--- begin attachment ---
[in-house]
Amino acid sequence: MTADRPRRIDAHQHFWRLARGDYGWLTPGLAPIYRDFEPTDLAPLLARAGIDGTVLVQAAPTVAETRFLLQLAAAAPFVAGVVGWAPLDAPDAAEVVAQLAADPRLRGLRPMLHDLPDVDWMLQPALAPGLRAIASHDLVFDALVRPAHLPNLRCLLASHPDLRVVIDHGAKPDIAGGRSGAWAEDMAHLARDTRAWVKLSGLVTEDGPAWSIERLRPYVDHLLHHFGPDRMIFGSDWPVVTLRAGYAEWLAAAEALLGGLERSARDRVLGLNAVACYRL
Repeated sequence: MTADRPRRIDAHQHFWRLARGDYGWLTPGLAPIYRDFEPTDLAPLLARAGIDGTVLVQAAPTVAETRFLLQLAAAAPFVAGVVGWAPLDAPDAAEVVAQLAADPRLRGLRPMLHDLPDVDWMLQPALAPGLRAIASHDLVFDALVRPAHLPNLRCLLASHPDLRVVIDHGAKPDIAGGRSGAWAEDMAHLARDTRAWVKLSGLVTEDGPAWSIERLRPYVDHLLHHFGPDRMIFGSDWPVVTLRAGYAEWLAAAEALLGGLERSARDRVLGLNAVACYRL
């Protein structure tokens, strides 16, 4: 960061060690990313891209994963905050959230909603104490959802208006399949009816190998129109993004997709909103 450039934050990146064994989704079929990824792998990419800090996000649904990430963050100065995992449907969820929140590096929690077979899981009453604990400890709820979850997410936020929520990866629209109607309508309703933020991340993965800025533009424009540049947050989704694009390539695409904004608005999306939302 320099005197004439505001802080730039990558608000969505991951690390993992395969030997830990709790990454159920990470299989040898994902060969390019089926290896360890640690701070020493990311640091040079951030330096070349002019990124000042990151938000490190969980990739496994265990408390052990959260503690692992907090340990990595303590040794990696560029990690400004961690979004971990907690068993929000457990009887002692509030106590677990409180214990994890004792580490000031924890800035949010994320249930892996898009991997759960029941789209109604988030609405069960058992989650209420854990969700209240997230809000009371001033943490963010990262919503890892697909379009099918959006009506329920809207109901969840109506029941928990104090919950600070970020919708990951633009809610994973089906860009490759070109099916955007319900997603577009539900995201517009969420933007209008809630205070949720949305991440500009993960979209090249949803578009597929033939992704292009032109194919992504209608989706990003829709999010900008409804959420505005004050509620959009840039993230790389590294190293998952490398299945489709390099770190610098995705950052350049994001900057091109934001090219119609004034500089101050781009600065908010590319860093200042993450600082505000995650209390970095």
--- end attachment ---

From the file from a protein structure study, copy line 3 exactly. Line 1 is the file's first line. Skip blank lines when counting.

Repeated sequence: MTADRPRRIDAHQHFWRLARGDYGWLTPGLAPIYRDFEPTDLAPLLARAGIDGTVLVQAAPTVAETRFLLQLAAAAPFVAGVVGWAPLDAPDAAEVVAQLAADPRLRGLRPMLHDLPDVDWMLQPALAPGLRAIASHDLVFDALVRPAHLPNLRCLLASHPDLRVVIDHGAKPDIAGGRSGAWAEDMAHLARDTRAWVKLSGLVTEDGPAWSIERLRPYVDHLLHHFGPDRMIFGSDWPVVTLRAGYAEWLAAAEALLGGLERSARDRVLGLNAVACYRL